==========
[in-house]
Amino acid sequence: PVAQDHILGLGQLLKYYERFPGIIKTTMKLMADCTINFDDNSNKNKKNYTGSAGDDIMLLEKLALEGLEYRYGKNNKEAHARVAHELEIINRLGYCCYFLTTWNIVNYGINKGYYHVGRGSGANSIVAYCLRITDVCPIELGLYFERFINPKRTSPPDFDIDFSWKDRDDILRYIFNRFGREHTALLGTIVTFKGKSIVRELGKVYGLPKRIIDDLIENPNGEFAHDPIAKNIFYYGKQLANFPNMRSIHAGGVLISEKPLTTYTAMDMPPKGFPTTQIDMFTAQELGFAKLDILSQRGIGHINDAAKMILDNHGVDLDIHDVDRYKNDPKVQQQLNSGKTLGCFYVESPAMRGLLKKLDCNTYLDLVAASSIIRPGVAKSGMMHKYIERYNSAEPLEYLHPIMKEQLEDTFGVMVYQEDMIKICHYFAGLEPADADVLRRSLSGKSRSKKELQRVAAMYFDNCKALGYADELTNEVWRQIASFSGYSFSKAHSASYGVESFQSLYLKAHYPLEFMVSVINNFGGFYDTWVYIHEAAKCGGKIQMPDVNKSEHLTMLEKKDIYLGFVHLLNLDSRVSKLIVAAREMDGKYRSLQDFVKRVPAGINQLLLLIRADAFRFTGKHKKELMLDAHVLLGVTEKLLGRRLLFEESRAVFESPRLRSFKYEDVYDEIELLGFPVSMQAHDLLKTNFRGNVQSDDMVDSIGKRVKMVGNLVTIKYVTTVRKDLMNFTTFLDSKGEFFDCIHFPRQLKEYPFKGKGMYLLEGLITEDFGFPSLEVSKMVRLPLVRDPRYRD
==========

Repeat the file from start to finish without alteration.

[in-house]
Amino acid sequence: PVAQDHILGLGQLLKYYERFPGIIKTTMKLMADCTINFDDNSNKNKKNYTGSAGDDIMLLEKLALEGLEYRYGKNNKEAHARVAHELEIINRLGYCCYFLTTWNIVNYGINKGYYHVGRGSGANSIVAYCLRITDVCPIELGLYFERFINPKRTSPPDFDIDFSWKDRDDILRYIFNRFGREHTALLGTIVTFKGKSIVRELGKVYGLPKRIIDDLIENPNGEFAHDPIAKNIFYYGKQLANFPNMRSIHAGGVLISEKPLTTYTAMDMPPKGFPTTQIDMFTAQELGFAKLDILSQRGIGHINDAAKMILDNHGVDLDIHDVDRYKNDPKVQQQLNSGKTLGCFYVESPAMRGLLKKLDCNTYLDLVAASSIIRPGVAKSGMMHKYIERYNSAEPLEYLHPIMKEQLEDTFGVMVYQEDMIKICHYFAGLEPADADVLRRSLSGKSRSKKELQRVAAMYFDNCKALGYADELTNEVWRQIASFSGYSFSKAHSASYGVESFQSLYLKAHYPLEFMVSVINNFGGFYDTWVYIHEAAKCGGKIQMPDVNKSEHLTMLEKKDIYLGFVHLLNLDSRVSKLIVAAREMDGKYRSLQDFVKRVPAGINQLLLLIRADAFRFTGKHKKELMLDAHVLLGVTEKLLGRRLLFEESRAVFESPRLRSFKYEDVYDEIELLGFPVSMQAHDLLKTNFRGNVQSDDMVDSIGKRVKMVGNLVTIKYVTTVRKDLMNFTTFLDSKGEFFDCIHFPRQLKEYPFKGKGMYLLEGLITEDFGFPSLEVSKMVRLPLVRDPRYRD